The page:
Epistemologies of Ignorance provide educators a distinct epistemological view on questions of marginalization, oppression, relations of power and dominance, difference, philosophy, and even death among our youth. The authors of this edited collection challenge the ambivalence - ignorance - found in the construction of curriculum, teaching practices, research guidelines, and policy mandates in our schools. Further, ignorance is also considered a necessary by-product of knowledge production. In this sense, the authors explore not only issues of complicity but also issues of oppression in spite of educators' liberatory intentions. While this is the first systematic effort to transfer epistemologies of ignorance to the educational scene, this movement has its roots in race, class, gender, and sexuality studies, particularly the work of Charles Mills, Eve Kosofsky Sedgwick, Shannon Sullivan, and Nancy Tuana. It is our unequivocal belief that, while this is transformative and powerful scholarship, the study of ignorance remains understudied and under-theorized in education scholarship, from curriculum studies and cultural foundations to science education and educational psychology.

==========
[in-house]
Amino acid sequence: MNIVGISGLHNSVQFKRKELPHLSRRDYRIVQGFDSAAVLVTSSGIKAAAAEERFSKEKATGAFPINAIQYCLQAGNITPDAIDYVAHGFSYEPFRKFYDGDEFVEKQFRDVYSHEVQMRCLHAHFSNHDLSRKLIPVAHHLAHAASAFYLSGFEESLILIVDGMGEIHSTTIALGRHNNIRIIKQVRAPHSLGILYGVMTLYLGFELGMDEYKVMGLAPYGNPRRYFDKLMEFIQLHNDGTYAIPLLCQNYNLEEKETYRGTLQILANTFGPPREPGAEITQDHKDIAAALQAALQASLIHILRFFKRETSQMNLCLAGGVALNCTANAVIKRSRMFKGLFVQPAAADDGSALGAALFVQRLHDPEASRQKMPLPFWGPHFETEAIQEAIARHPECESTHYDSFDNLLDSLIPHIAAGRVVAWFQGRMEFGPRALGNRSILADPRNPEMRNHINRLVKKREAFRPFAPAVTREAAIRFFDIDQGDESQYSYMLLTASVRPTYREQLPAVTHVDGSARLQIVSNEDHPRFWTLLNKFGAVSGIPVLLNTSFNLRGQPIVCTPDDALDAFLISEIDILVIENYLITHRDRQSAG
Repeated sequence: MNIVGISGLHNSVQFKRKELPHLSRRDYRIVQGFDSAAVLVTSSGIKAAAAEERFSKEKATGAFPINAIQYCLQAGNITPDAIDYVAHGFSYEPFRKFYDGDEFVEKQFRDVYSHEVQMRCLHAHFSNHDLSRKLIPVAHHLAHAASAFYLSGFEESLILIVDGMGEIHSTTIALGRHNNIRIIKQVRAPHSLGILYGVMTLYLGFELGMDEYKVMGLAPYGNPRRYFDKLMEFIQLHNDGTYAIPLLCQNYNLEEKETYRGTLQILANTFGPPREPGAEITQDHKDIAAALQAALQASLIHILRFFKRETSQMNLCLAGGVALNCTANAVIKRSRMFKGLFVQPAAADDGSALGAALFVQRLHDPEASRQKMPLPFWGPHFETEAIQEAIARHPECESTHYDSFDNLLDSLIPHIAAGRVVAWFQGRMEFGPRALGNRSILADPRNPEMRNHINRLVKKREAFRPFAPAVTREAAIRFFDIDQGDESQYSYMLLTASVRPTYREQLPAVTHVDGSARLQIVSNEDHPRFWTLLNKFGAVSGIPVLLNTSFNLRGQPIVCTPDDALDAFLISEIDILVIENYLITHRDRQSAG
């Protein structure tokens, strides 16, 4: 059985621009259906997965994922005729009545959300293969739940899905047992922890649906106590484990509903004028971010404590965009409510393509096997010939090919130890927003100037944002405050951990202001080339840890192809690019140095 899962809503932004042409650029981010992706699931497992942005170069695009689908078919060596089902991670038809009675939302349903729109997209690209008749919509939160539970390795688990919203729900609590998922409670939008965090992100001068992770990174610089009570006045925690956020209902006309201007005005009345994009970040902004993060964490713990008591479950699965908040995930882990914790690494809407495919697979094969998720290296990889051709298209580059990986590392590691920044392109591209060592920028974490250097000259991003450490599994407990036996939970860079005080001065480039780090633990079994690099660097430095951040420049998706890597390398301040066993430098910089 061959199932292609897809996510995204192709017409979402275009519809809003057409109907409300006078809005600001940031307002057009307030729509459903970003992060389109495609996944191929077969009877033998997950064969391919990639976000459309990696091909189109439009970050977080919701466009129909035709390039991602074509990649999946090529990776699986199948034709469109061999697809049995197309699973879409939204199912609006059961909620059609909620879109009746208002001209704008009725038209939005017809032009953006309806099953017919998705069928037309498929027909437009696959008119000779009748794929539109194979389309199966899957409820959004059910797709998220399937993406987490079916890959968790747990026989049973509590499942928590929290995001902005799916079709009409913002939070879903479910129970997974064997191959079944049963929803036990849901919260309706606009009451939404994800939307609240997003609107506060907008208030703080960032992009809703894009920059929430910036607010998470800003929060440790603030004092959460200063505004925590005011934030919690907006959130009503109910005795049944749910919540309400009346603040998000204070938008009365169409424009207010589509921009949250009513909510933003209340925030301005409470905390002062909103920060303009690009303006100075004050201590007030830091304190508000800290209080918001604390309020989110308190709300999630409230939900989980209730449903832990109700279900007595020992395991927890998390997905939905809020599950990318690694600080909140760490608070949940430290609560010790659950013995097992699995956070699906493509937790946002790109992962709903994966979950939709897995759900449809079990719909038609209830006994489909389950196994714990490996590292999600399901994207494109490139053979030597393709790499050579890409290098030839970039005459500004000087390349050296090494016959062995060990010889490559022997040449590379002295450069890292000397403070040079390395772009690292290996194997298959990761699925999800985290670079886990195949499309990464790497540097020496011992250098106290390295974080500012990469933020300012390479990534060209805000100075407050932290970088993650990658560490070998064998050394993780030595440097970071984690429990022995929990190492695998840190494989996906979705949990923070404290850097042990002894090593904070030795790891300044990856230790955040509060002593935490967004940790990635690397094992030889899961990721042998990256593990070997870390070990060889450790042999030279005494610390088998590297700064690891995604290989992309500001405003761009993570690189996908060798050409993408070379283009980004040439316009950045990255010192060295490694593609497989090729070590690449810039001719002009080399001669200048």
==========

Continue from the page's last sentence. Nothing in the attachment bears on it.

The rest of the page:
This collection highlights without apology why this dangerous state of affairs cannot continue.